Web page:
THE KEY word is “traditional.” Those days have ebbed.
However, a new survey by the Pew Research Center’s Forum on Religion & Public Life, conducted jointly with the PBS television program Religion & Ethics NewsWeekly, finds that many of the country’s 46 million unaffiliated adults are religious or spiritual in some way. Two-thirds of them say they believe in God (68%). More than half say they often feel a deep connection with nature and the earth (58%), while more than a third classify themselves as “spiritual” but not “religious” (37%), and one-in-five (21%) say they pray every day. In addition, most religiously unaffiliated Americans think that churches and other religious institutions benefit society by strengthening community bonds and aiding the poor. – “Nones” on the Rise [Pew Research Center]
Modern life has changed the affiliation of many people, because traditional religiosity often clashes with people’s basic notion of right and wrong, even fairness.
One-fifth of U.S. adults say they are not part of a traditional religious denomination, new data from the Pew Research Center show, evidence of an unprecedented reshuffling of Americans’ spiritual identities that is shaking up fields from charity to politics. But despite their nickname, the “nones” are far from godless. Many pray, believe in God and have regular spiritual routines. – One in five Americans reports no religious affiliation, study says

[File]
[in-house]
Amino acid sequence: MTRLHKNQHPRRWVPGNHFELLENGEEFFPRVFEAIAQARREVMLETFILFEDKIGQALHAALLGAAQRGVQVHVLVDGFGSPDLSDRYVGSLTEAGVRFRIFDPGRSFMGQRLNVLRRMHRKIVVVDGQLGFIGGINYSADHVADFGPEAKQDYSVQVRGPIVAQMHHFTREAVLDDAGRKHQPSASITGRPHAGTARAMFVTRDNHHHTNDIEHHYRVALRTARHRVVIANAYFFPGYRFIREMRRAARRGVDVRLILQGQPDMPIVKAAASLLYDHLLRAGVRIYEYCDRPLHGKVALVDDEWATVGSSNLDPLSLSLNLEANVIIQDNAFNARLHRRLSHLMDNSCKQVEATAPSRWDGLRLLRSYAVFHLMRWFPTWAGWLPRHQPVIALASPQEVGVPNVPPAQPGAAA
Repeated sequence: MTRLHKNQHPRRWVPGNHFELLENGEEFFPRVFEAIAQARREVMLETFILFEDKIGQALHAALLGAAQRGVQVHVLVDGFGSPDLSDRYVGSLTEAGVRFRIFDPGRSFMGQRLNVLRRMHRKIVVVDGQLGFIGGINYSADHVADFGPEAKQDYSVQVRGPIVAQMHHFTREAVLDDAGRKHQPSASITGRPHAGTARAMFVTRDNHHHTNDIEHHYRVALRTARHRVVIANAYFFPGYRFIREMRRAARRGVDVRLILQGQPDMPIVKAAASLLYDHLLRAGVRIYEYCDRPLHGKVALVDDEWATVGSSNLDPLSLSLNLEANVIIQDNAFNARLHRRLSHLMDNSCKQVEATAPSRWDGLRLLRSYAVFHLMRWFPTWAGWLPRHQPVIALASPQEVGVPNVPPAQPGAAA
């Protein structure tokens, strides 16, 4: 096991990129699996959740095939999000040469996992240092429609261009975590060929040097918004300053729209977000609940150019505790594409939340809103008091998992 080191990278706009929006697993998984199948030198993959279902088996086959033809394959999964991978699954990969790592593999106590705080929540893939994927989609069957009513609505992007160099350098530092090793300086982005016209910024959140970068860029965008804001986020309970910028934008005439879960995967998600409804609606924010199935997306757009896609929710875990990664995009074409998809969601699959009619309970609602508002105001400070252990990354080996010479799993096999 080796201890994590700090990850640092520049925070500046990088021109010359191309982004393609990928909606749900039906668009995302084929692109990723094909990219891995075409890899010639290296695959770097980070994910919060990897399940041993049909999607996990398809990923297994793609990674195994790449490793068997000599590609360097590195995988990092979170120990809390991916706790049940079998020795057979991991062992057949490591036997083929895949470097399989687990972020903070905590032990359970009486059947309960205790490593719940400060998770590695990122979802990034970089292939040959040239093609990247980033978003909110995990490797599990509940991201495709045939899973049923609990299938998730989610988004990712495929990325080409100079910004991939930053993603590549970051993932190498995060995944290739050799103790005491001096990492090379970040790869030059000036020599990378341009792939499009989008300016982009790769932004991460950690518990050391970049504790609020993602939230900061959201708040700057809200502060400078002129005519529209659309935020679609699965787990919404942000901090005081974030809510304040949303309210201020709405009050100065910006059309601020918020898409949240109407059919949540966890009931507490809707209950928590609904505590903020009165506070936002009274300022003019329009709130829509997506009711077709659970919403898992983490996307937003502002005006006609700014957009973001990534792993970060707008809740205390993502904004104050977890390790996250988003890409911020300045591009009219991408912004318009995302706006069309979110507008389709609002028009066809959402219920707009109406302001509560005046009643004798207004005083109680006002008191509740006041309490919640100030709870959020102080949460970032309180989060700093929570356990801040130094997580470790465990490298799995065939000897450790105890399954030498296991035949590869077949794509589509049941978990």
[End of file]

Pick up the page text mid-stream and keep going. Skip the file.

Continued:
The “nones” are “far from godless.”
Archaic ideas of worship are being replaced by a spirituality that Martin Luther could appreciate.
Many formerly religious people have walked away from the traditionally male mediator.
Women like myself have gone further, believing that the war on women being launched by religious conservatives, no matter the political affiliation, is moored in patriarchal religiosity that no longer serves us.
That politicians create a space for religion in the political arena, with denominations determined to continue the tradition that culls away women’s own power, these same fundamentalist faiths maintaining women should be kept as step children in holy spaces of leadership where men dominate, continues to reveal the spiritual bankruptcy of organized faith.
Spiritual people have learned that the journey of experiencing the quest for something greater than ourselves is quite private. That it doesn’t have anything to do with organized religion, even if that is the gateway by which most start the journey.
The quest to look at the galaxy to see something miraculous, scientific, while holding to the notion of something greater that binds or skips between particles is fruitless to some. But to those who have experienced everyday miracles of unexplainable connection this remains a mystery worth continuing to contemplate and mine.